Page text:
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THE HAIBUN GALLERY: 3rd November — a Thursday feature

Hosts: Firdaus Parvez and Kala Ramesh

This month we're excited to bring to you excerpts from probably the most famous and iconic book by Basho. It is the beginning of 'haibun' as we know it today. You can find it here



Translated from the Japanese with an introduction by NOBUYUKI YUASA


These translations first published 1966

Reprinted 1968, 1970


Following the example of the ancient priest who is said to have travelled thousands of miles caring naught for his provisions and attaining the state of sheer ecstasy under the pure beams of the moon, I left my broken house on the River Sumida in the August of the first year of Jyokyo among the wails of the autumn wind.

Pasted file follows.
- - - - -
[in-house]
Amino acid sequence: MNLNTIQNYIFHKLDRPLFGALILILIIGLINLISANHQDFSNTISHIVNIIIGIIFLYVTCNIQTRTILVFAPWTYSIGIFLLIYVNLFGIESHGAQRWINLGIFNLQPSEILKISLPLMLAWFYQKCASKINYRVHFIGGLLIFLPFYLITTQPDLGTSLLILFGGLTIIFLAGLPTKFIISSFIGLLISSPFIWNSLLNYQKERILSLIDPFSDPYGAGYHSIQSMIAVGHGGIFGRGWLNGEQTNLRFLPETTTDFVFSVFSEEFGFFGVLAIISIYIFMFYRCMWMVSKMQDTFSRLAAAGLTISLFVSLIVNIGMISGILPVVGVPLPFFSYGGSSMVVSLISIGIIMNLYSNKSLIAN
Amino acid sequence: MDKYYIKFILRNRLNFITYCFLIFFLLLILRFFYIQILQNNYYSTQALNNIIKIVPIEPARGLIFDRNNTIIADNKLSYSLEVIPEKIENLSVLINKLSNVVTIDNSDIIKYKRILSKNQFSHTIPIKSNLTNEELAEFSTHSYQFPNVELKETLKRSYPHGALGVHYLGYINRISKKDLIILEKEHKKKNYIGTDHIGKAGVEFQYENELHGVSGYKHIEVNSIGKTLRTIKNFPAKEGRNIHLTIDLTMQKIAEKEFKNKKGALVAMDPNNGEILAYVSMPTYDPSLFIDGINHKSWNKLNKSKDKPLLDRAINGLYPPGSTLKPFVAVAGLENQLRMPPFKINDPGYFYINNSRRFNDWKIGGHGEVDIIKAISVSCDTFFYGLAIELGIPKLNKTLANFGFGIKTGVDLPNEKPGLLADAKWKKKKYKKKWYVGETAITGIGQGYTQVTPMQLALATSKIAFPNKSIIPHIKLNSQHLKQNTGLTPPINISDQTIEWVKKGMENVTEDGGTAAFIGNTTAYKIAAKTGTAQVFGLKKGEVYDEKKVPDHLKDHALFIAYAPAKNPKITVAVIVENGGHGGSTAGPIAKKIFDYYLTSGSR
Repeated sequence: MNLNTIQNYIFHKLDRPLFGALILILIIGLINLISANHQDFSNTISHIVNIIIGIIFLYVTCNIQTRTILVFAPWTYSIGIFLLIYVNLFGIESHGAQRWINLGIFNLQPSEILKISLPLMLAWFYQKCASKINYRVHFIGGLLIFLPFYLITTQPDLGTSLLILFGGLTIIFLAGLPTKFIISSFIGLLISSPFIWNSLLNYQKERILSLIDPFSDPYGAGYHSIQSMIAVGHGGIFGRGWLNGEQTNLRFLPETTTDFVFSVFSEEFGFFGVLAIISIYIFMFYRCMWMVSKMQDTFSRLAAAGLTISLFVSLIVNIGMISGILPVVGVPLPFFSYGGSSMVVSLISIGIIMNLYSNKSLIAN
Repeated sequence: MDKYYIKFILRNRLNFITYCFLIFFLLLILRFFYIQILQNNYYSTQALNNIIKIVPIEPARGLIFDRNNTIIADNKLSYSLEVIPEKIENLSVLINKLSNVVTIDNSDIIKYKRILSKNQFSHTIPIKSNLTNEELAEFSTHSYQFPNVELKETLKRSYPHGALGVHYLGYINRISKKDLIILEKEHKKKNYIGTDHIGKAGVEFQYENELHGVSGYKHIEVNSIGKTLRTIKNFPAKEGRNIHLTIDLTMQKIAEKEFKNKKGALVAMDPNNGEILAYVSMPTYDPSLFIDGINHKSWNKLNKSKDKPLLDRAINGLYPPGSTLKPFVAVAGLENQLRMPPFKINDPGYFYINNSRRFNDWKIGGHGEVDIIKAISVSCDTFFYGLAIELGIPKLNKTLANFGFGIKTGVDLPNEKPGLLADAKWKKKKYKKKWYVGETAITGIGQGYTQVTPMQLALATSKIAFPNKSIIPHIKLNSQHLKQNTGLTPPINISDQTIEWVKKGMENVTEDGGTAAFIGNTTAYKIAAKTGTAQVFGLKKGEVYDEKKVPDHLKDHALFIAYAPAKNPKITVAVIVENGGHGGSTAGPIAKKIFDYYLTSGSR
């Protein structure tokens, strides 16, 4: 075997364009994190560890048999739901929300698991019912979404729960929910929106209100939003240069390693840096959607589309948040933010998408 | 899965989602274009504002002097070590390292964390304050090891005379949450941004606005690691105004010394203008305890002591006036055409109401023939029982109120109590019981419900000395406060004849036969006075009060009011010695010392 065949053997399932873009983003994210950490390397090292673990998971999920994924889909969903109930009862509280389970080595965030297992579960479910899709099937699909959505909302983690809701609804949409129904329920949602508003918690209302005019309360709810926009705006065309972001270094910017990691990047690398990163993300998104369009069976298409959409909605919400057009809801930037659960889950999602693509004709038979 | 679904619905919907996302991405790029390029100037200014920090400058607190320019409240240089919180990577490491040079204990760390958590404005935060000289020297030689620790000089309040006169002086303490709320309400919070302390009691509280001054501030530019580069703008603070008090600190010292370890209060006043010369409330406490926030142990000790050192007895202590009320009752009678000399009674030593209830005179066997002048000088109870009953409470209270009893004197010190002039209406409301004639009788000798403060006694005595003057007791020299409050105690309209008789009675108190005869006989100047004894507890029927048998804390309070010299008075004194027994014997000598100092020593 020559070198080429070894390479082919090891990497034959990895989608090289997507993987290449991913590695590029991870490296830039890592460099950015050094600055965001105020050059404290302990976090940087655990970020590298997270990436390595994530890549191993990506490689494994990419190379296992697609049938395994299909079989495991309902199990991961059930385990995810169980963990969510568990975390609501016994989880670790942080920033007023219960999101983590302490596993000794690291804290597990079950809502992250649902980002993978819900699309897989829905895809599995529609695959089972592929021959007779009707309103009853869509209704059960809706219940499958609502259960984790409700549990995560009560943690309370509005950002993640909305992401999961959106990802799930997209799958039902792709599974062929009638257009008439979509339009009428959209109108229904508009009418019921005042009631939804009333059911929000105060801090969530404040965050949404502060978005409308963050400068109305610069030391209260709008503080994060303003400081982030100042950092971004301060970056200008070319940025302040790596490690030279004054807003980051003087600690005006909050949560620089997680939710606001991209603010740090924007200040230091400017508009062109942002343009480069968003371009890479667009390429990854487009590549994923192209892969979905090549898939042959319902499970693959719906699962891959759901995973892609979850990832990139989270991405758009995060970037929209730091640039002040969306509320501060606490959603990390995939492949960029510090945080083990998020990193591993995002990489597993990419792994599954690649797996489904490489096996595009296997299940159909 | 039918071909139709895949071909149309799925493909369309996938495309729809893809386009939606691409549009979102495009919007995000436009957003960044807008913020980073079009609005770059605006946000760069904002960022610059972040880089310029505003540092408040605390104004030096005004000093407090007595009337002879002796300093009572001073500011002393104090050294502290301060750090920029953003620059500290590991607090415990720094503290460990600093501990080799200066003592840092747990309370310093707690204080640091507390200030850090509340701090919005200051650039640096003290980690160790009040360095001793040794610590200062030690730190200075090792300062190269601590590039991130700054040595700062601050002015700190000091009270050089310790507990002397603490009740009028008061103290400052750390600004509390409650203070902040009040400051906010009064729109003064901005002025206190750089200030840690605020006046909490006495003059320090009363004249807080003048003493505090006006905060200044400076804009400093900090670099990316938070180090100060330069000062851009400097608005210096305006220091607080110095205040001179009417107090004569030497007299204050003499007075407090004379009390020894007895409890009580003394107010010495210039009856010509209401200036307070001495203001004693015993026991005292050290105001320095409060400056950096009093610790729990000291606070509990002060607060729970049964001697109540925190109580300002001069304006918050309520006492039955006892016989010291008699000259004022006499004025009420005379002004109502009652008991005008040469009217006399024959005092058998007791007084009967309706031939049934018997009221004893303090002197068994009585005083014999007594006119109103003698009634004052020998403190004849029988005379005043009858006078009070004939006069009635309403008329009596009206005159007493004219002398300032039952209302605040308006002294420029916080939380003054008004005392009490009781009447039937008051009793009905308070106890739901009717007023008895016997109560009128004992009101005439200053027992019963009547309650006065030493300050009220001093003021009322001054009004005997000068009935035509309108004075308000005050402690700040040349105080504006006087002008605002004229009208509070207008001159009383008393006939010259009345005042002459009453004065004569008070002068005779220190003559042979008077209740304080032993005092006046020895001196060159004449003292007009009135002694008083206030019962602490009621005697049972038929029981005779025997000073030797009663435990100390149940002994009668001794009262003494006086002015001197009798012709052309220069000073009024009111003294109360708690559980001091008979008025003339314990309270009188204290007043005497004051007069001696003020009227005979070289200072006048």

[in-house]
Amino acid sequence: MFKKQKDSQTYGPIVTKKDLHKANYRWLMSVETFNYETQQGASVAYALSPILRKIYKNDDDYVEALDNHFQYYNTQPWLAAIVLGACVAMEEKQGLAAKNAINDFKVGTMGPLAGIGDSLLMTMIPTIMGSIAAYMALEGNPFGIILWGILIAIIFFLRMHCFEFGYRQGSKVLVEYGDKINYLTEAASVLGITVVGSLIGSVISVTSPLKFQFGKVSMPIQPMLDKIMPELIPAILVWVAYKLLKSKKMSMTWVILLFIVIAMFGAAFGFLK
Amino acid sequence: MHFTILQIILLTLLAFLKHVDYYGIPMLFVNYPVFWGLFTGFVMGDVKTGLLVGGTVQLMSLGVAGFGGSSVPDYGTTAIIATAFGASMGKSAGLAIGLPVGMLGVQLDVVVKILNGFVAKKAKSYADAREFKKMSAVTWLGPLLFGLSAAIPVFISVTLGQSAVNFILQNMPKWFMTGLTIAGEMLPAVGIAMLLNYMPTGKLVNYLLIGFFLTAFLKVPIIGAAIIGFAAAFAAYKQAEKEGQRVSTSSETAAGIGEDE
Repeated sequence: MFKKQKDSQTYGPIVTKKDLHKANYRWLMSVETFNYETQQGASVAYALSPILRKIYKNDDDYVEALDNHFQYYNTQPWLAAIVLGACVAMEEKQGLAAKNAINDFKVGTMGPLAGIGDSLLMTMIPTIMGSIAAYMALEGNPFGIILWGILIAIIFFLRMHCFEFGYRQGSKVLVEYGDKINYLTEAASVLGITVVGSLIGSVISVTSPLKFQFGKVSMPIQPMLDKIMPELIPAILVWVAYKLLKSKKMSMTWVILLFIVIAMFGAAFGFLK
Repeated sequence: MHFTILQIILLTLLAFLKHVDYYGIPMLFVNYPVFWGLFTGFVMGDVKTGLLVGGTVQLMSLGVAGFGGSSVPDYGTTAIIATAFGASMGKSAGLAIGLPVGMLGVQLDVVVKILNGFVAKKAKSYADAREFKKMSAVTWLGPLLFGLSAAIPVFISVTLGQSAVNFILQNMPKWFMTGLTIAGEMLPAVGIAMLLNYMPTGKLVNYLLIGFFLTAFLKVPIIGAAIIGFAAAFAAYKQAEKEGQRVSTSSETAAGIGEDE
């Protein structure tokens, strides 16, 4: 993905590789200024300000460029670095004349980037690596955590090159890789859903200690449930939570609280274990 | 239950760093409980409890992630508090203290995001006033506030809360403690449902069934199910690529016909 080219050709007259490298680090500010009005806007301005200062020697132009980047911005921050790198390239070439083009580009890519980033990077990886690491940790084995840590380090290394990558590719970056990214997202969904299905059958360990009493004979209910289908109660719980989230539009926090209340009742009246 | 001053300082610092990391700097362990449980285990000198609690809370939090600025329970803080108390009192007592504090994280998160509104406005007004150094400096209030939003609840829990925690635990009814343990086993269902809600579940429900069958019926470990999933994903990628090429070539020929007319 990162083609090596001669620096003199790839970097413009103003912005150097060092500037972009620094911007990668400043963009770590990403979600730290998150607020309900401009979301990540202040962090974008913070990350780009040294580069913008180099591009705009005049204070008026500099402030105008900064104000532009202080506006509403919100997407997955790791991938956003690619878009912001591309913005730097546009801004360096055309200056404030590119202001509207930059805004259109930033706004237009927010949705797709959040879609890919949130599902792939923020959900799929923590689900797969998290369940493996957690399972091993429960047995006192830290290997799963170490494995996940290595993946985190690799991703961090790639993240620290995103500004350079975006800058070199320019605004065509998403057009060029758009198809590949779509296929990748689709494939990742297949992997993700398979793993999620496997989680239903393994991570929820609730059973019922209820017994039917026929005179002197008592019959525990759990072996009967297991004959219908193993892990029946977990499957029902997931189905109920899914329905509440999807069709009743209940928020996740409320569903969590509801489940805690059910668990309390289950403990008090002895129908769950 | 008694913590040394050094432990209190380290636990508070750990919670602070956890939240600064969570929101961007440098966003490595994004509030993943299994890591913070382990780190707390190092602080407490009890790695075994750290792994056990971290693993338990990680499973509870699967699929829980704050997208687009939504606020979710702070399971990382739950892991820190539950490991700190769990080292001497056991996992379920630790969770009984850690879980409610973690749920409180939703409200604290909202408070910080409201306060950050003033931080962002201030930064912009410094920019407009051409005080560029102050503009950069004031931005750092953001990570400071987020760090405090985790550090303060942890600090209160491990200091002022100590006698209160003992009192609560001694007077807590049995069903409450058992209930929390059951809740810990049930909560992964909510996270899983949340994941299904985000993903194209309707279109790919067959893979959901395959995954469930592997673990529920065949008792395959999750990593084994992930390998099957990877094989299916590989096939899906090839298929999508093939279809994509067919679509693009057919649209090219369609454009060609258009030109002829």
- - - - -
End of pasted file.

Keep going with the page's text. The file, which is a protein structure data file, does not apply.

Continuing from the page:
Determined to fall

A weather-exposed skeleton

I cannot help the sore wind

Blowing through my heart.

After ten autumns

In Edo, my mind

Points back to it

As my native place.

I crossed the barrier-gate of Hakone on a rainy day. All the mountains were deeply buried behind the clouds.

In a way

It was fun

Not to see Mount Fuji

In foggy rain.


At last I reached my native village in the beginning of September, but I could not find a single trace of the herbs my mother used to grow in front of her room. The herbs must have been completely bitten away by the frost. Nothing remained the same in my native village. Even the faces of my brothers had changed with wrinkles and white hair, and we simply rejoiced to see each other alive. My eldest brother took out a small amulet bag, and said to me as he opened it, ‘See your mother’s frosty hairs. You are like Urashima whose hair was turned white upon his opening a miracle box.’ After remaining in tears for a few moments, I wrote:

Should I hold them in my hand,

They will disappear

In the warmth of my tears,

Icy strings of frost.